White House Rolls Back Obamacare Birth-Control Mandates

White House Rolls Back Obamacare Birth-Control Mandates

"The National Women's Law Center, a nonprofit advocacy group, has been preparing a lawsuit since last spring, when it learned that the Trump administration meant to rewrite the contraception mandate", The New York Times reported.

The Affordable Care Act's contraception mandate has been updated about 10 times over the last six years, as the Obama administration sought to address religious concerns related to birth control.

The administration estimated that some 200 employers who have already voiced objections to the Obama-era policy would qualify for the expanded opt-out, and that 120,000 women would be affected.

"With this rule in place, any employer could decide that their employees no longer have health insurance coverage for birth control", she said in the statement.

The ACLU filed a lawsuit Friday.

As a result of the ACA, most women no longer pay for contraceptives.

The Trump administration acknowledges that this is a reversal of President Barack Obama's conclusion that the mandate was needed because the government had a compelling interest in protecting women's health. For instance, there are hundreds of Catholic hospitals, nursing homes and nonprofits that may want to stop providing contraceptives, said Tim Jost, emeritus professor at the Washington and Lee University School of Law. "Today, nine months after women across the country marched together to reject President Trump's anti-woman agenda, he has rolled out a tax on their health care".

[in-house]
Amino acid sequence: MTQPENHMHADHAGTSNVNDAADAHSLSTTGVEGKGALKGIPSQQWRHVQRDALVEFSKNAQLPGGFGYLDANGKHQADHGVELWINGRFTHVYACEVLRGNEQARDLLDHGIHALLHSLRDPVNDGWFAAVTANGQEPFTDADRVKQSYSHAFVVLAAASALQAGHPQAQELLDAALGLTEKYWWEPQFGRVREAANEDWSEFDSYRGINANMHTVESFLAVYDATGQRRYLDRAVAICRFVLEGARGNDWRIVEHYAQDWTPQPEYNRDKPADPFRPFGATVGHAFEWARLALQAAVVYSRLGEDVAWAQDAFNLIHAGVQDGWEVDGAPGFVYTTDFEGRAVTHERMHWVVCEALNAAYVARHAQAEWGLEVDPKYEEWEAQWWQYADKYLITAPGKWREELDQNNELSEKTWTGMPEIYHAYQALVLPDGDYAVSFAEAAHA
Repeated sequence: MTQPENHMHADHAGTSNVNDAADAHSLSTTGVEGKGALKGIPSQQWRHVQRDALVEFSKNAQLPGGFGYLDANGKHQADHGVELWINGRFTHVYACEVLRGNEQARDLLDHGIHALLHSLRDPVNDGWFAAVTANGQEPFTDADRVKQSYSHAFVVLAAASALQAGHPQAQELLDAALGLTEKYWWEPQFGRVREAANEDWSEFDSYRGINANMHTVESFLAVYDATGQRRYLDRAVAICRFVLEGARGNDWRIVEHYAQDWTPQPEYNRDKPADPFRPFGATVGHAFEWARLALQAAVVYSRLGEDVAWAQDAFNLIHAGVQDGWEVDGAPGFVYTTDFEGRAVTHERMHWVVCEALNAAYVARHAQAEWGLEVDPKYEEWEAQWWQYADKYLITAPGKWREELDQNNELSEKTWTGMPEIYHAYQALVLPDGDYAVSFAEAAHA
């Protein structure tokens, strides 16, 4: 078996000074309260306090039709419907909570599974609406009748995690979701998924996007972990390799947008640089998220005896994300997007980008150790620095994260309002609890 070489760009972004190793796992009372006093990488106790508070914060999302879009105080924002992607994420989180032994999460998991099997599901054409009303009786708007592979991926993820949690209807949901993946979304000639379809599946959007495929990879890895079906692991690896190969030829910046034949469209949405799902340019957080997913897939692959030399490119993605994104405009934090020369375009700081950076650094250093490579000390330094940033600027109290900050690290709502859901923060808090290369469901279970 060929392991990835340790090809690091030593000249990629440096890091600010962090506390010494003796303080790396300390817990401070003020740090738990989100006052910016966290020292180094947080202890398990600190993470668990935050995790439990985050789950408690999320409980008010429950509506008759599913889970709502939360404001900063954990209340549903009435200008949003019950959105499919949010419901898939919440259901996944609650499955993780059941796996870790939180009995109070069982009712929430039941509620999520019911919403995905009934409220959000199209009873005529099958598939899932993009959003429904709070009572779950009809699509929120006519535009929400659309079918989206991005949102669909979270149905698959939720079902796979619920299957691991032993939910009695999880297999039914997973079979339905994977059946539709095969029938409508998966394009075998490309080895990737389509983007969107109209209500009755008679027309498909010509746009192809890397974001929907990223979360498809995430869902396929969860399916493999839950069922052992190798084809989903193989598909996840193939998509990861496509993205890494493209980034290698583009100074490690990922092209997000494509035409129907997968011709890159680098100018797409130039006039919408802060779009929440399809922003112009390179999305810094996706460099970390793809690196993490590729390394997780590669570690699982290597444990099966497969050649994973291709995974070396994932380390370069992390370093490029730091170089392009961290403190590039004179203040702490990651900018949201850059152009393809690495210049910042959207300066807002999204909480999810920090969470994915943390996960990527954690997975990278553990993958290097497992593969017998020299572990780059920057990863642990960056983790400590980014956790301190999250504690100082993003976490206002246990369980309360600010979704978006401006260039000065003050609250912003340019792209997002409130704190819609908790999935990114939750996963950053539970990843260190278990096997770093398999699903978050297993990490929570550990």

The Supreme Court a year ago ordered the Obama administration and religiously affiliated organizations, such as universities and charities, to reach agreement on an accommodation that would let employees of such groups have access to no-cost contraception.

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Employers with religious or moral qualms will also be able to cover some birth control methods, and not others. That rule will force women who work for those companies to pay for contraceptive pills and devices themselves.

"The Trump administration just took direct aim at birth control coverage for 62 million women".

"The Trump administration is carrying out the agenda of religious fundamentalists, the biggest part of the president's remaining devoted supporters", said Maggie Garrett, Americans United's legislative director, in a statement Friday.

Both the National Women's Law Center and the American Civil Liberties Union said Friday they plan to challenge the rule in court.

The new rules take effect right away.

Dr. Haywood L. Brown, the president of the American College of Obstetricians and Gynecologists, told the Times that the rules would "turn back the clock on women's health". In June 2014, justices ruled in favor of Hobby Lobby and other closely held corporations whose owners objected to contraception for religious reasons. The second rule provides an exemption for organizations and small businesses that object on the basis of moral conviction rather than religious belief.

In one of the new rules, the Trump administration says that exemptions should be available to "nonreligious nonprofit organizations" like March for Life, which holds an annual march opposing abortion. It allowed millions of uninsured people to get health insurance. Real Alternatives lost a suit against the mandate at the Third Circuit Court in August, which ruled that their pro-life mission did not merit a religious exemption from the mandate.

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